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11
EMBEDDING JUMP UPPER SEMILATTICES INTO THE TURING DEGREES
"... We prove that every countable jump upper semilattice can be embedded in D, where a jump upper semilattice (jusl) is an upper semilattice endowed with a strictly increasing and monotone unary operator that we call jump, and D is the jusl of Turing degrees. As a corollary we get that the existential ..."
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We prove that every countable jump upper semilattice can be embedded in D, where a jump upper semilattice (jusl) is an upper semilattice endowed with a strictly increasing and monotone unary operator that we call jump, and D is the jusl of Turing degrees. As a corollary we get that the existential theory of 〈D, ≤T, ∨, ′ 〉 is decidable. We also prove that this result is not true about jusls with 0, by proving that not every quantifier free 1type of jusl with 0 is realized in D. On the other hand, we show that every quantifier free 1type of jump partial ordering (jpo) with 0 is realized in D. Moreover, we show that if every quantifier free type, p(x1,..., xn), of jpo with 0, which contains the formula x1 ≤ 0 (m) &... & xn ≤ 0 (m) for some m, is realized in D, then every every quantifier free type of jpo with 0 is realized in D. We also study the question of whether every jusl with the c.p.p. and size κ ≤ 2 ℵ0 is embeddable in D. We show that for κ = 2 ℵ0 the answer is no, and that for κ = ℵ1 it is independent of ZFC. (It is true if MA(κ) holds.)
The ∀∃ theory of D(≤, ∨, ′ ) is undecidable
 In Proceedings of Logic Colloquium
, 2003
"... We prove that the two quantifier theory of the Turing degrees with order, join and jump is undecidable. ..."
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We prove that the two quantifier theory of the Turing degrees with order, join and jump is undecidable.
Immunity and hyperimmunity for sets of minimal indices
 Notre Dame Journal of Formal Logic
"... We extend Meyer’s 1972 investigation of sets of minimal indices. Blum showed that minimal index sets are immune, and we show that they are also immune against high levels of the arithmetic hierarchy. We give optimal immunity results for sets of minimal indices with respect to the arithmetic hierarch ..."
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Cited by 2 (2 self)
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We extend Meyer’s 1972 investigation of sets of minimal indices. Blum showed that minimal index sets are immune, and we show that they are also immune against high levels of the arithmetic hierarchy. We give optimal immunity results for sets of minimal indices with respect to the arithmetic hierarchy, and we illustrate with an intuitive example that immunity is not simply a refinement of arithmetic complexity. Of particular note here are the fact that there are three minimal index sets located in Π3−Σ3 with distinct levels of immunity and that certain immunity properties depend on the choice of underlying acceptable numbering. We show that minimal index sets are never hyperimmune, however they can be immune against the arithmetic sets. Lastly, we investigate Turing degrees for sets of random strings defined with respect to Bagchi’s sizefunction s. 1 A short introduction to shortest programs The set of shortest programs is {e: (∀j < e) [ϕj 6 = ϕe]}. (1.1) In 1967, Blum [4] showed that one can enumerate at most finitely many shortest programs. Five years later, Meyer [13] formally initiated the investigation of minimal index sets with questions on the Turing and truthtable degrees of (1.1). Meyer’s research parallels inquiry from Kolmogorov complexity where one searches for shortest programs generating single numbers or strings. The clearest confluence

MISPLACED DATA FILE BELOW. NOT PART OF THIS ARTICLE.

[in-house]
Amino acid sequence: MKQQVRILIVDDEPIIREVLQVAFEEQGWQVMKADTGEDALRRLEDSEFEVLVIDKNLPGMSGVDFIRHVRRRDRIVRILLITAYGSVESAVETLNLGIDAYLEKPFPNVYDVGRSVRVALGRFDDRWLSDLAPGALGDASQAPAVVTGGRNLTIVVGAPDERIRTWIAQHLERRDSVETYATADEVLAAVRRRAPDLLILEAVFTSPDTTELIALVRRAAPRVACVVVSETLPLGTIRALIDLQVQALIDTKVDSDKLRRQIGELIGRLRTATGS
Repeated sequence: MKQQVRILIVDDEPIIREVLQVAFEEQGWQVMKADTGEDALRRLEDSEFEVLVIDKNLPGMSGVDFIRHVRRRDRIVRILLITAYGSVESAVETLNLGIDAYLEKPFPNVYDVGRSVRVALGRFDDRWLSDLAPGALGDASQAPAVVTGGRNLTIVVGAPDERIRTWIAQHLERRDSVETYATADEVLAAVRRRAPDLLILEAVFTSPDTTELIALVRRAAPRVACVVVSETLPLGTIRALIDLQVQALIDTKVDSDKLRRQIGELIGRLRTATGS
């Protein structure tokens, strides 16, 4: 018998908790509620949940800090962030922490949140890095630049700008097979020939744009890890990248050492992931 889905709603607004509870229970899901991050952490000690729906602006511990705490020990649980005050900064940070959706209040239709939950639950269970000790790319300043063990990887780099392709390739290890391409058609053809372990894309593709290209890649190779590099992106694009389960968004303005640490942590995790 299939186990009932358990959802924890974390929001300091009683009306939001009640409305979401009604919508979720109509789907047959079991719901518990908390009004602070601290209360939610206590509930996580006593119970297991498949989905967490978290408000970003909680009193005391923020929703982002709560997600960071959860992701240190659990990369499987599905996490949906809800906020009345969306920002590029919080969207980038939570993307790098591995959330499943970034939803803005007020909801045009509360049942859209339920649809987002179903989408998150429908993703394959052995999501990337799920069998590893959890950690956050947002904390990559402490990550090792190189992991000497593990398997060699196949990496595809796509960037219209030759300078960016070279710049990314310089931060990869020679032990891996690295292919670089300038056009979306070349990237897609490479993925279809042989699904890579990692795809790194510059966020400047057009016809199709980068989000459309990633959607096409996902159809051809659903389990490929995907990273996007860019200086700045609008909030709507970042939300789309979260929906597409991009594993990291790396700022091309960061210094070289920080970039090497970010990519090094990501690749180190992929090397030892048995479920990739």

Minimal pair constructions and iterated trees of strategies, Logical methods, in honor of Anil Nerode's 60th birthday, Birkh auser
, 1993
"... 0. Introduction. We use the iterated trees of strategies approach developed in [LL1], [LL2] to prove some theorems about minimal pairs. In Sections 13, we show how to use these methods to prove the Minimal Pair Theorem of Lachlan [L] and Yates [Y]: Theorem 3.4 (Minimal Pair): There exist nonrecurs ..."